It’s a long, overdue, blog that has been needed for some time so here it is:
Tyrannosaur is nothing short of a typical British gritty drama. Paddy Considine, finding his success from the works of Shane Meadows, is not new to British dramas. Regardless of this generalisation, Tyrannosaur is fantastic and a triumph for British cinema.
This film itself is very, very tough to watch, but this is one thing that grips the viewer into watching this film further. Among the gripping scenes of the films, there are three terrific acting performances by Peter Mullan, Olivia Colman and Eddie Marsan. Ultimately it is the powerful performance between Peter Mullan and Olivia Colman that keeps you hooked and intrigued.
Considering it is Paddy Considine’s directorial debut on the big screen, it is simply fantastic as the two protagonist’s relationship intertwines, the more the viewer is kept on the edge with the gritty drama. However, much of the focus is on the storyline and the deep intertwining of these characters, as they are the essence of keeping the viewer on the edge of their seat. For example, the character of James, who plays Hannah’s wife, is one of detest. The first time we see his character, he tries to wake Hannah up, when discovering she won’t wake up, he instead decides to urinate on her, then in the morning when he tries it on with Hannah, when she is cleaning sofa after the night before, but when she says no he states “I’ll go have a wank instead then”. With these two blunt starting images of James, the viewers can begin to have an immediate detest of this character.
I find this intriguing because it’s not the first character a slight detest can be seen as Peter Mullan’s character, Joesph, first scene is that we see him leave a betting shop in clear anger, and in his fit of rage, he kills his dog. Some viewers would dislike this characters first action. Impressions, for me are a big key theme inside this film as we grow to learn more of Joesph’s character, we find he is rather a humble, gentle man, just grief-stricken by the death of his wife.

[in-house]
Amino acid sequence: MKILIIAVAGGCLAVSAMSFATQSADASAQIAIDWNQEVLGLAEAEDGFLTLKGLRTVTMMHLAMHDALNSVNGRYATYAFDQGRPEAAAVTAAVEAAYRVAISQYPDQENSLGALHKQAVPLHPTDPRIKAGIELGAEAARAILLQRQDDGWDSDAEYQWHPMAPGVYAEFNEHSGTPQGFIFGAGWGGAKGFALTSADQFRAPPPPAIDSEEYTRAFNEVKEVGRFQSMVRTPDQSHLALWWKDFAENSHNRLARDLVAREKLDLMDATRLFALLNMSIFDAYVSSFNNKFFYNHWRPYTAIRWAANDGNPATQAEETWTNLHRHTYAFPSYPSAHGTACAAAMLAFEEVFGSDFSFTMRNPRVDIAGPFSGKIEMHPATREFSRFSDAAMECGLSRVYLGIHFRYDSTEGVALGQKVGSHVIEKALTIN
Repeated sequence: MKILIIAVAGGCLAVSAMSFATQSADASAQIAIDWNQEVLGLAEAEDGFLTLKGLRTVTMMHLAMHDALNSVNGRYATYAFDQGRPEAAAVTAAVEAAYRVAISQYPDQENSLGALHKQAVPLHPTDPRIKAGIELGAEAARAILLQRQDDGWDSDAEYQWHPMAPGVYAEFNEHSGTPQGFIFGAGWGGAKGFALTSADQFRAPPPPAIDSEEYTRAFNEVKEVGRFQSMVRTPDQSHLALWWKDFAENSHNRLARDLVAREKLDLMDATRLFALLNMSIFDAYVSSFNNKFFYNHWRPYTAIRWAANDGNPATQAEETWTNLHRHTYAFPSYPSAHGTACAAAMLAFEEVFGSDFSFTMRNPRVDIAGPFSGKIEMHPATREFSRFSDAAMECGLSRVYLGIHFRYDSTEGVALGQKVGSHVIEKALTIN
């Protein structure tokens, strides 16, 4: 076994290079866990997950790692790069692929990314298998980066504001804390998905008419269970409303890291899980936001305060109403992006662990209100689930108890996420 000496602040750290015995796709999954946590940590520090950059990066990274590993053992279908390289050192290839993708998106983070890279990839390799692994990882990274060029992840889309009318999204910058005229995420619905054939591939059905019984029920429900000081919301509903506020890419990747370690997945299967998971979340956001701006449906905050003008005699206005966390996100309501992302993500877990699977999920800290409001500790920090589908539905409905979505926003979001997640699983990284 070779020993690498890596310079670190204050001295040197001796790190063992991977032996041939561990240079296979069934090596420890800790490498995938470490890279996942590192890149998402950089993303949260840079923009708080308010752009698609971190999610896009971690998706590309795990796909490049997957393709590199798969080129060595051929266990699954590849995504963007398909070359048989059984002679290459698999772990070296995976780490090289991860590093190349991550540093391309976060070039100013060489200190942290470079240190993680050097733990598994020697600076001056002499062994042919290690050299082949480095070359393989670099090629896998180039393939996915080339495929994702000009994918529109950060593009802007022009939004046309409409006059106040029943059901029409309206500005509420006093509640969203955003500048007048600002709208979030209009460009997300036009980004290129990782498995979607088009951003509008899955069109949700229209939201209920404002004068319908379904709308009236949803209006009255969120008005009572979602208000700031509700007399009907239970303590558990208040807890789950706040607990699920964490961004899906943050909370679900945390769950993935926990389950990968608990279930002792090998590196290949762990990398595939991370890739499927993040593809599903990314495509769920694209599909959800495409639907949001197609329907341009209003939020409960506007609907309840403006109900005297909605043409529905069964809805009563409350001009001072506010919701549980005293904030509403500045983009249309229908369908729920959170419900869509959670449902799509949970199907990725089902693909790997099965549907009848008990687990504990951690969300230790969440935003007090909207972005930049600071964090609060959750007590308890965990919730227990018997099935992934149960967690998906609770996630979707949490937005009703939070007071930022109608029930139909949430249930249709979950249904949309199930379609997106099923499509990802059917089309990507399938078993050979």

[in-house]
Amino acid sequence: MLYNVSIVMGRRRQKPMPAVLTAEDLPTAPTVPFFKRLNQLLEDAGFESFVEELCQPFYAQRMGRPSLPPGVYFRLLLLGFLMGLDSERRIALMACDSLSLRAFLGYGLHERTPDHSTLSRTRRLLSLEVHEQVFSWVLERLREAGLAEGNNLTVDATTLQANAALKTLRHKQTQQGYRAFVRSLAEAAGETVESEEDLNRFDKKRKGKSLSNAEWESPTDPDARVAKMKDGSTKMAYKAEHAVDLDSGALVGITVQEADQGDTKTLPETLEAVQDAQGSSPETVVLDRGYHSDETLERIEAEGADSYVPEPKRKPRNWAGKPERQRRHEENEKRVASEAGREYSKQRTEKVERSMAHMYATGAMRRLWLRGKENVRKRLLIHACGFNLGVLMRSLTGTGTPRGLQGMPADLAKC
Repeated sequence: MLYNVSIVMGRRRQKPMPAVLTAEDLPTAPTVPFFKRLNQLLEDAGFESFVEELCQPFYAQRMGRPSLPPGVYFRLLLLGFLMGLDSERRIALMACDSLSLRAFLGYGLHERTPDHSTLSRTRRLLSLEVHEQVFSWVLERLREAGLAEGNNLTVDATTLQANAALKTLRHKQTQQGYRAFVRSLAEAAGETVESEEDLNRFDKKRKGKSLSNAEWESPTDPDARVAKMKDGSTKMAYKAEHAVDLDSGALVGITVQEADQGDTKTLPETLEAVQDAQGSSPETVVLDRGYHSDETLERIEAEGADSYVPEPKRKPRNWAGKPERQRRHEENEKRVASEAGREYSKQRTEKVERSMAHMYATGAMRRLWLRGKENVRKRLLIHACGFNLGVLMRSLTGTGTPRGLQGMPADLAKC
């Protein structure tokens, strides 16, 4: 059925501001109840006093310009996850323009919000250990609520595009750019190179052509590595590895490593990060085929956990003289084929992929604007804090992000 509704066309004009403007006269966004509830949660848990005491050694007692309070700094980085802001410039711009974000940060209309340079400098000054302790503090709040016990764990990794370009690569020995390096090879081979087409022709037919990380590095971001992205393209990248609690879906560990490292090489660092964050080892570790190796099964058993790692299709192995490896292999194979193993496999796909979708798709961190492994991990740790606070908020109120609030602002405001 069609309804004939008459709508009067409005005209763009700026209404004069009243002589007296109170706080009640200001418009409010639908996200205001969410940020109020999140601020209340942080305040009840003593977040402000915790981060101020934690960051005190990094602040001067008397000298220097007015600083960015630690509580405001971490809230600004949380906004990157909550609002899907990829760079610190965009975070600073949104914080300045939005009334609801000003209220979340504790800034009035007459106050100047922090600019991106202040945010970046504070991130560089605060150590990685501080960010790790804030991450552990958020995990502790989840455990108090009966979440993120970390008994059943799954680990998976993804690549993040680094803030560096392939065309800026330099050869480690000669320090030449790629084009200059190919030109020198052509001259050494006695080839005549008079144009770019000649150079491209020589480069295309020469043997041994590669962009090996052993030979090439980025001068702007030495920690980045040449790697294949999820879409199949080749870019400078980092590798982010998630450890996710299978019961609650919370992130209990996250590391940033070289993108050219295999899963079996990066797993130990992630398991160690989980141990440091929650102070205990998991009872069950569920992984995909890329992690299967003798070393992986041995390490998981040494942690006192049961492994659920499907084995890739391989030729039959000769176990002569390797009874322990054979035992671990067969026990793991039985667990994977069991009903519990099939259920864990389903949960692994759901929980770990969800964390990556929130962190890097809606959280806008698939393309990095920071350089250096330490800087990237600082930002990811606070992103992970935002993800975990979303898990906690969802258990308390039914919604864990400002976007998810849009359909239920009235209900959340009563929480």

The main themes throughout this film, if I had to pinpoint any, would have to be characters and their impressions. Considine’s emphasis of impressions is expressed through the characters of Joesph and Hannah, as they both change as their friendship intertwines furthermore as story unfolds. Tyrannosaur, it is nothing short of a fantastic gritty drama. Considine’s first shot at directing is fabulous and a definite triumph for British cinema.
It also grips the audience with the tale of domestic violence in the form of Hannah being violently abused by her husband, James. This is where the film becomes difficult to watch, as the violence is brutal and shocking. Also with an added rape scene performed by James on Hannah, which makes the film even more difficult to watch. However, the shocks do not stop there, as there is a terrifying twist involved at the end of the film.
All in all, the gripping drama is enough to keep the audience on the edge of their seats as there are a few unexpected twists involved and with the fantastic acting displays by Olivia Colman and Peter Mullan making it triumph even more so, as they keep the viewers on edge even more so with the character of Joesph, with his ability to snap and turn into an angry man, capable of murder. If you are interested in your British drama films, this is a must-watch for me, as it is simply excellent.
It may not have been my best, but this film is brilliant and needed to be shared if you’ve not heard of it. But any feedback is appreciated, thank you for reading.